So your car is dying, and you have decided that you need a new one. You’ve looked at buying used, you’ve looked at buying new, and then you’ve also thought of leasing. Is leasing right for you?
Table of Contents
1. You want to drive a new car without outright purchasing it
A car is usually a person’s second largest purchase in their life, with the first being a home. The average new car in the U.S. is around $36,000 these days, which is a little more than half of the median household income in the U.S.
Buying a new car often, but not always, requires a large down payment, and if you don’t have that, that will put a new car out of reach for you.
2. You want to switch out your car every few years
You’d rather be caught dead than in a car from 2004. And the new cars have so many more features than those older cars, even ones from a few years ago.
And while a new car is shiny and will make you look good now, in a few years, when the newer cars come out, the shine will be gone.
When leasing, you never need to worry about that. After a few years, you return the car, and get to start the process all over again with a brand new car. Continually leasing of cars will ensure that you never have to drive an older car.
3. You care more about the monthly cost over the total cost of ownership
Discussions about how much you will spend on a car over the next 20 years feels a little academic, doesn’t it?
What doesn’t feel academic is how much you’re going to spend on your car this very month.
With that in mind, the lower payments of a leased car over a new car are much more relevant. If you want to spend less right now, this month, a leased car might be a better option.
4. You don’t mind paying mileage surcharges and repair costs after you return the car
A lease contract mandates that you have a maximum permitted mileage, and if you go over that, you will be charged a per-mile fee, often 15 to 20 cents per mile.
Also, since you’ll be returning the car after a few years, you need to make sure that there aren’t too many surface dings and other issues plaguing the car. So you’ll need to pay for that.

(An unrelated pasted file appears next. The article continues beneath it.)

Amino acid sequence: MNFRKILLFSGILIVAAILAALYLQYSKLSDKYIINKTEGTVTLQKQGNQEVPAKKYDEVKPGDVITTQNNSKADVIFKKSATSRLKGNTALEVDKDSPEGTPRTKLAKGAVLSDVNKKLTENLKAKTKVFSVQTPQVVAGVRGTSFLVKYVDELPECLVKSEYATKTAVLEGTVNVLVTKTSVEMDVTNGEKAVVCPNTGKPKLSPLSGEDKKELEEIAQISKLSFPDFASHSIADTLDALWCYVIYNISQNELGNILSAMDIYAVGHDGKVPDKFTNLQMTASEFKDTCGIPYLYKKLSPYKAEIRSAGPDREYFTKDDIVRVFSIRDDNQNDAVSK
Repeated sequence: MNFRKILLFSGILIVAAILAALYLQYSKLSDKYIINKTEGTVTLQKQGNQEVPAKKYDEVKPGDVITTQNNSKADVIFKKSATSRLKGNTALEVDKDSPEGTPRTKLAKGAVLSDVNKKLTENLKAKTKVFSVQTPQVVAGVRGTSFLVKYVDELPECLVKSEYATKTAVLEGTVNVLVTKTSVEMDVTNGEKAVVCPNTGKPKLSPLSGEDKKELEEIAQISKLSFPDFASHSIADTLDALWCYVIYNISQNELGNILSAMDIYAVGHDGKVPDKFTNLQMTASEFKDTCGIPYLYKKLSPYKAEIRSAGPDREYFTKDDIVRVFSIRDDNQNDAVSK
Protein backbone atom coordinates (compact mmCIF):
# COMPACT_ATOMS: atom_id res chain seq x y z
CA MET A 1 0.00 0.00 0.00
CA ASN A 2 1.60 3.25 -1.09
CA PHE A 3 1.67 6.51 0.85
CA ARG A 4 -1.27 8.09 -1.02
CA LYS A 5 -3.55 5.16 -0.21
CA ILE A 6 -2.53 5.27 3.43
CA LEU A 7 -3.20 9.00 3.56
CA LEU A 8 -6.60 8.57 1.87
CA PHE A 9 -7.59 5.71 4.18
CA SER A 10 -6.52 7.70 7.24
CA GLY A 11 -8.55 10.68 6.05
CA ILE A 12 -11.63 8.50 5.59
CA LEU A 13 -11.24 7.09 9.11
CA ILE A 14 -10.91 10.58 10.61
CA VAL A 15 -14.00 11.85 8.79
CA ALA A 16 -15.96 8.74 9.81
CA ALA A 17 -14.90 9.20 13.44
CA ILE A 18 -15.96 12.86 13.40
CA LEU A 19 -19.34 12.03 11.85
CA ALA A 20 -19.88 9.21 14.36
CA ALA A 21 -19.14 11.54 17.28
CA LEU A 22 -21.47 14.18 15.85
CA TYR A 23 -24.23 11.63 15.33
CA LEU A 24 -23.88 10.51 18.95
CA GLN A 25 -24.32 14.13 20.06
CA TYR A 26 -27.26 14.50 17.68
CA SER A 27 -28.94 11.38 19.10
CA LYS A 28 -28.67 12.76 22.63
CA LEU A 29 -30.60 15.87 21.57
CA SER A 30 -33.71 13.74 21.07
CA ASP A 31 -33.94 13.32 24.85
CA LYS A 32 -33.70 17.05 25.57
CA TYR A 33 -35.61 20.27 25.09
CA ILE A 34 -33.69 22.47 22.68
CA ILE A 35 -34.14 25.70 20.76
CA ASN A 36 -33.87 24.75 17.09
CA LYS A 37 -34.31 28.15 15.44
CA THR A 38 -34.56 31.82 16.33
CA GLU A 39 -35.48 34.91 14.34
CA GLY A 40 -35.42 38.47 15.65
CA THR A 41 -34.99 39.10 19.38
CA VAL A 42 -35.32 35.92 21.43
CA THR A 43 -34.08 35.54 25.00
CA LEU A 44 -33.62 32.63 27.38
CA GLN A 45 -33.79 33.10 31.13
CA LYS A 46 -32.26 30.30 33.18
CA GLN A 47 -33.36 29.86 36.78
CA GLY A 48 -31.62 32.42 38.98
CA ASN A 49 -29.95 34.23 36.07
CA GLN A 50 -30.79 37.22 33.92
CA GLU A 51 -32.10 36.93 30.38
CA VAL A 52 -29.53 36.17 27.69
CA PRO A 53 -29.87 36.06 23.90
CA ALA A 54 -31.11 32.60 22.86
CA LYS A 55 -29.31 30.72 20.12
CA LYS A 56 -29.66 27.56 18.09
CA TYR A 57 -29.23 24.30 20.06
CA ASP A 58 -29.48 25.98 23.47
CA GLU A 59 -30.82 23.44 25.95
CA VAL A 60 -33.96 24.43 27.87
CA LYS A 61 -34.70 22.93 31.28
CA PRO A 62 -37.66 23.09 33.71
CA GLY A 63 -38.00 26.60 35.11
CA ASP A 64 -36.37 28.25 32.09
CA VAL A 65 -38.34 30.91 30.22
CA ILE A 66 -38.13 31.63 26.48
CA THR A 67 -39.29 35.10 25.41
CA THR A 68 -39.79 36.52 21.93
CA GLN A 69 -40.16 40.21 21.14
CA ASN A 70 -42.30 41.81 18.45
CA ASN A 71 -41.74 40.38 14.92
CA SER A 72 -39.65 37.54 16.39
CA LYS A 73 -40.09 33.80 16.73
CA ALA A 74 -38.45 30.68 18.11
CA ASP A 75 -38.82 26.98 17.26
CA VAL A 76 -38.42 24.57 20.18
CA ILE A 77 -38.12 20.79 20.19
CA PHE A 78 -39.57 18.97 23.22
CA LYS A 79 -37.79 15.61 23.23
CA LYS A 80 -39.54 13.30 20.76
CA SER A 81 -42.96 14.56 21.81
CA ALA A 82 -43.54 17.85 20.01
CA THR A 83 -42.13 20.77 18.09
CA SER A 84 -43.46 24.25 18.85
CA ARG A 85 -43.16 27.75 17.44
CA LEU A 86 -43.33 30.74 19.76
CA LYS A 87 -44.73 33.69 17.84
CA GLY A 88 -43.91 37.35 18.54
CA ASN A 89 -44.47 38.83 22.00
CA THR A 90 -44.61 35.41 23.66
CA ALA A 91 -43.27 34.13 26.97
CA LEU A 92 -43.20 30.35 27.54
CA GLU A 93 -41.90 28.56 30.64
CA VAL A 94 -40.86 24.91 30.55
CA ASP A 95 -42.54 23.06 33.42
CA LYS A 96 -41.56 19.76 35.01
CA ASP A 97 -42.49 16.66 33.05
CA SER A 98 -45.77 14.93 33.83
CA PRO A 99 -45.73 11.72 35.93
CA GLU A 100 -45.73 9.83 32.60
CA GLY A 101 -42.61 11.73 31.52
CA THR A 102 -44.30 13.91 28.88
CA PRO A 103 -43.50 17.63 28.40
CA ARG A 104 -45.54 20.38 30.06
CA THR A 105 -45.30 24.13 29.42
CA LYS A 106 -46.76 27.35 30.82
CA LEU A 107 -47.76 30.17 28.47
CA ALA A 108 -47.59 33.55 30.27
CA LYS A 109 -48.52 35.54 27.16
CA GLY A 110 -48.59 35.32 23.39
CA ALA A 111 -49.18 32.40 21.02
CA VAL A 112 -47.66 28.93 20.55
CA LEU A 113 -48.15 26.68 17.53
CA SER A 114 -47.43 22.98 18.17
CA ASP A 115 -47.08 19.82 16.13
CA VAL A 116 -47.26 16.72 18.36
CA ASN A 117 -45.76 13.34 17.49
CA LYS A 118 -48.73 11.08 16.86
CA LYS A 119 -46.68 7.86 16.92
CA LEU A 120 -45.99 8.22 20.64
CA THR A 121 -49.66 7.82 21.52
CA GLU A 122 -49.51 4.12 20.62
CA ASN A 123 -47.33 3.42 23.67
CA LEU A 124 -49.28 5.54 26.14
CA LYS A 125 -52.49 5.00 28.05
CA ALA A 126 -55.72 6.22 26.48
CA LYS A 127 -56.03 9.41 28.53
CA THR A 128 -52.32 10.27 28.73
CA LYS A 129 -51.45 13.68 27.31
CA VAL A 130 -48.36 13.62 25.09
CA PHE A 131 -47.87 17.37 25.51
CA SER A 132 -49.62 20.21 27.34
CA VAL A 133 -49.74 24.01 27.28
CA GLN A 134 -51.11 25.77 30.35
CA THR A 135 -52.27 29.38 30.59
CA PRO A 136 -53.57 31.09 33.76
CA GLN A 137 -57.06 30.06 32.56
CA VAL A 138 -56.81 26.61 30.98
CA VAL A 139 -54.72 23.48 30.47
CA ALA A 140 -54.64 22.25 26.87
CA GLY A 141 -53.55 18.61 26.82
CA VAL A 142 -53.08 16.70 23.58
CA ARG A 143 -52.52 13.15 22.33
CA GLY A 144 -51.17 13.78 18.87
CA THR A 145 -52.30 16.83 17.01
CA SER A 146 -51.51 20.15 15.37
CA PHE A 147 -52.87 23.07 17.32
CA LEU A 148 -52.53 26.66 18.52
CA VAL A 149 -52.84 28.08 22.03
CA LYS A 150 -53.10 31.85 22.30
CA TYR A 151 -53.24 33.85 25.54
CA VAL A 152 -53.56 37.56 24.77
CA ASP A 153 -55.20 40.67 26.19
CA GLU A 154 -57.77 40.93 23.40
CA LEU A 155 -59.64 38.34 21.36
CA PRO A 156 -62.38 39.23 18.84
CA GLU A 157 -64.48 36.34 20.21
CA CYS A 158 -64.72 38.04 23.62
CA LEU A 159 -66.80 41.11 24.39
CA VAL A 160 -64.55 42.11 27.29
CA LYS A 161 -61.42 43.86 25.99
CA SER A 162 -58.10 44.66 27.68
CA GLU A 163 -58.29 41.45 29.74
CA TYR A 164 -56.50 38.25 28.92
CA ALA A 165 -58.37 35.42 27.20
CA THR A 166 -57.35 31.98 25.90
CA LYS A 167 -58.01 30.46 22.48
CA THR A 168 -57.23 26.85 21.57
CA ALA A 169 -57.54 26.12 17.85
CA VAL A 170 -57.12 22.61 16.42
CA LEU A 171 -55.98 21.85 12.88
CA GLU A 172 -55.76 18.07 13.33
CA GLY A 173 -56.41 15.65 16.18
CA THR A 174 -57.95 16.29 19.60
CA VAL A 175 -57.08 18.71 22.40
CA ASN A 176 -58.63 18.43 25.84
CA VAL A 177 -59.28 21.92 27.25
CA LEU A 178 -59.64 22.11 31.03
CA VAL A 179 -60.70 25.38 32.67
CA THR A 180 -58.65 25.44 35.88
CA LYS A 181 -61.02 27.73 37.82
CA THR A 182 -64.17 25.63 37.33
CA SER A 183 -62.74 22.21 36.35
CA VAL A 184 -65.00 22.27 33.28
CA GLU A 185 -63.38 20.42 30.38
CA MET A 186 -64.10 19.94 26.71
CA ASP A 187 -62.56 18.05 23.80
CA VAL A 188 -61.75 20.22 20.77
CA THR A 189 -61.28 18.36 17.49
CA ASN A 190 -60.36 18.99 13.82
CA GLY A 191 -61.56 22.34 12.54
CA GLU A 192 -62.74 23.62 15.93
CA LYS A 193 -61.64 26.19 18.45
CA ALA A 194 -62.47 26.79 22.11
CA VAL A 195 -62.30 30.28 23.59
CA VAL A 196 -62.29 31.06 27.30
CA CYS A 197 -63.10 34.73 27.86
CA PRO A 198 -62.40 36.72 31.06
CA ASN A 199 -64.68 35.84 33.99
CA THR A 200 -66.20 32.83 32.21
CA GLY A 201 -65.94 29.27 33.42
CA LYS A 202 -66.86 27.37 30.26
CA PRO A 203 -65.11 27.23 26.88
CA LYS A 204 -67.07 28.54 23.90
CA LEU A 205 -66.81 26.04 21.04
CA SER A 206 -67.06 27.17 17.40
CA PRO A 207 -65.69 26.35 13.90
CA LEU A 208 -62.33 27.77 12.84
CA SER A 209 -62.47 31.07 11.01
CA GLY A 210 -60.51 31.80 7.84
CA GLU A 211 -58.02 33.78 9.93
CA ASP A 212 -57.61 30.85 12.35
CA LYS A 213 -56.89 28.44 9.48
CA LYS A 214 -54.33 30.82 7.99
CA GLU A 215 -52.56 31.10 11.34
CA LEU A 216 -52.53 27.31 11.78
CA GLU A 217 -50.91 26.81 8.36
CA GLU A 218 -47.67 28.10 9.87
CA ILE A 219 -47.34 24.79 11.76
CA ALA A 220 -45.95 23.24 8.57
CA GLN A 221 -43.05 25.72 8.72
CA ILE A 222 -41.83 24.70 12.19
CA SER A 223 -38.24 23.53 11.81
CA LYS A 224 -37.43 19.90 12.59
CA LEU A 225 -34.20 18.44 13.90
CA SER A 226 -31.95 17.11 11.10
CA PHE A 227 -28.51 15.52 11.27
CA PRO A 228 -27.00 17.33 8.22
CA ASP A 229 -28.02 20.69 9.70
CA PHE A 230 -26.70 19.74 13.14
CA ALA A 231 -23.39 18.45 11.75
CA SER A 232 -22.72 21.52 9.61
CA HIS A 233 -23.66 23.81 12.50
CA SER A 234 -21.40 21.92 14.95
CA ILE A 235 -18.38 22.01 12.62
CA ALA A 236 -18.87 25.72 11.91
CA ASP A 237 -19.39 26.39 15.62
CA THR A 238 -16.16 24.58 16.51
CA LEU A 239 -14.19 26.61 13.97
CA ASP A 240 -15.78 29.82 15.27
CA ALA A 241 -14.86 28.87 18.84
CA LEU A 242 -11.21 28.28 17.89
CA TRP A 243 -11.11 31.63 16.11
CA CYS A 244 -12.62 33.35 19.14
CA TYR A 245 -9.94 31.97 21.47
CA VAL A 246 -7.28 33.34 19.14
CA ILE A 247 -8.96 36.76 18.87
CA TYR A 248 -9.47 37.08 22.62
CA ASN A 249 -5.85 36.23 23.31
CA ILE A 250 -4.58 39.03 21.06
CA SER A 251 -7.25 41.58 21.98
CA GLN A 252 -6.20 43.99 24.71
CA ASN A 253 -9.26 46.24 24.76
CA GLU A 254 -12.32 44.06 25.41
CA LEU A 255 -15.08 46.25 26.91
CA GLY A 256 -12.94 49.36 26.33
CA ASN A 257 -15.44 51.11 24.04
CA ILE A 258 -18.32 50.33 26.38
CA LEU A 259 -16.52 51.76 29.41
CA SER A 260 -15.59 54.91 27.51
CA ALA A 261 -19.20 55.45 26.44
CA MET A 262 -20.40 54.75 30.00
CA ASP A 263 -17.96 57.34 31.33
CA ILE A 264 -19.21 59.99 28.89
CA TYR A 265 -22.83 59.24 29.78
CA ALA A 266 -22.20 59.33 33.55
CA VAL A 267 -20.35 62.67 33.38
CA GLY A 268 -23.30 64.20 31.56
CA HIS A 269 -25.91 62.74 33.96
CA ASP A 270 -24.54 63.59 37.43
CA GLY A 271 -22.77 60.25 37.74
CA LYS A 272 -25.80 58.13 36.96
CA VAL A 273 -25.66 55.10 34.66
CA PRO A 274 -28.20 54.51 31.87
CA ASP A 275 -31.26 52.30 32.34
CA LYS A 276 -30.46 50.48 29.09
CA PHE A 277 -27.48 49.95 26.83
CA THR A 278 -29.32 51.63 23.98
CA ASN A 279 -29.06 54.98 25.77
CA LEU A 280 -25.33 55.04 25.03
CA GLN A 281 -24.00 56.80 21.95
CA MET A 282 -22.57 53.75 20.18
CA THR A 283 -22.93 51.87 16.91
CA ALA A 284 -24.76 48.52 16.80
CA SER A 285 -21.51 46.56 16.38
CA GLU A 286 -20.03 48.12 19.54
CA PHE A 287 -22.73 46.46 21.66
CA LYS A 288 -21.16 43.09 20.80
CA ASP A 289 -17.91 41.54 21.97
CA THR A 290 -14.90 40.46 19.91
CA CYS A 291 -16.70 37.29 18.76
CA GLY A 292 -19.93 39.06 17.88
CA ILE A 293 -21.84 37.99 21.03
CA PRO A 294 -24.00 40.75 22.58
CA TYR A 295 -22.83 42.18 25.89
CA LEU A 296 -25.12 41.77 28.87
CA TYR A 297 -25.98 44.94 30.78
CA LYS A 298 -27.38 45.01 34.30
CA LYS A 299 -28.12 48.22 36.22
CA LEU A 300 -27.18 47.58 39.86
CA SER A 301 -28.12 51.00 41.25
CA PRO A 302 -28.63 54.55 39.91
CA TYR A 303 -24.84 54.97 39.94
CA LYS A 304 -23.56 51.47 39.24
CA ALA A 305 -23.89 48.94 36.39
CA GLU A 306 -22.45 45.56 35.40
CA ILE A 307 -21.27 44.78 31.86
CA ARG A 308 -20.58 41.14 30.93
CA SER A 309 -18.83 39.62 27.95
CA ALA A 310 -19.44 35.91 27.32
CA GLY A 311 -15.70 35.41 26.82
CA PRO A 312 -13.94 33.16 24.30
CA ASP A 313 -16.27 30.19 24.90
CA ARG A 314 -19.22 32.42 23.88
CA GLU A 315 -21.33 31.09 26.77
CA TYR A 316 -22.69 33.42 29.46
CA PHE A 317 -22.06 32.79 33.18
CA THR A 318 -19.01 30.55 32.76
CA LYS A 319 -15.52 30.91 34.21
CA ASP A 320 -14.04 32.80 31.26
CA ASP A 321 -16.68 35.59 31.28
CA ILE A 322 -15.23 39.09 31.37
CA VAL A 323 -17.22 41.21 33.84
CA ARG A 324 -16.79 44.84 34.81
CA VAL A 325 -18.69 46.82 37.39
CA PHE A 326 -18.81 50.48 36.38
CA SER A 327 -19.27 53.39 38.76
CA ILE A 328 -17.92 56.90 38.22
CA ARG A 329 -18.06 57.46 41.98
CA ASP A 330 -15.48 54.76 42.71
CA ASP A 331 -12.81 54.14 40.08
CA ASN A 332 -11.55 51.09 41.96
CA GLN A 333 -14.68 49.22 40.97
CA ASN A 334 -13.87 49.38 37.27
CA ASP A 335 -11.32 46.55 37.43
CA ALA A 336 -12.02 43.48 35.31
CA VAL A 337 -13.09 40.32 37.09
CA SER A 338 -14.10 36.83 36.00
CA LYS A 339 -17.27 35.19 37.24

But hey, that’s a small price to pay for having a new car every few years, right? It’s just the cost of doing business.
For balance, here’s a reason not to lease a car
It’s a terrible financial decision. Buying a car is pretty much always going to be a better deal.
Imagine a situation where you pay for 60% of the depreciation of an asset, and get none of the long-term benefits of ownership (such as years of owning it outright without payments).
Imagine a situation where you voluntarily set yourself up to have a car payment forever, without end.
Imagine a situation where the primary benefit is how something looks, how you look in that something, over the cost, when that cost is the second largest purchase you’ll ever make.
The average new car loses 60% of its value in the first five years. If you buy a new car, and especially if you take out a car loan, you are immediately underwater, in that the amount you owe is immediately greater than what the car is worth.
But at least in that scenario, you could theoretically keep the car for 20 years, and have 15 or more years of that where you didn’t have a car payment. That would even things out a bit.
But in a lease situation, you are paying for the car during its most depreciating years, and then giving it back right when it might become a good deal.
And for what? So you can look good?
Do you think it’s about safety? You think a car from a few years ago is any less safe than a car made today? I don’t buy it.
You cannot become wealthy if you care too much about how you look to people, especially if your aim is to look “successful” to other people. You will spend money you don’t have and you will trade future earnings for today’s benefits.
Yes you will look good. But that won’t help you when the bills start piling up, or when there’s no money in your retirement account.
If you have a large net worth, and don’t mind parting with thousands of dollars worth of equity in the name of convenience and shine, then okay fine. But most of you don’t fit into this case.
Personally, I believe the best way to own a car is buy a slightly used one, maybe 3-5 years old. You’ll buy the car for 40-50% of its original value, and have it for 75% of its lifespan. That’s a good deal. Even a 10 year old car has plenty of life in it these days. And you’re not exactly slumming it with a car from 2008.
But hey, it’s your choice. You now have four arguments for leasing a car, and one argument against.
But enough about me. Have you leased a car?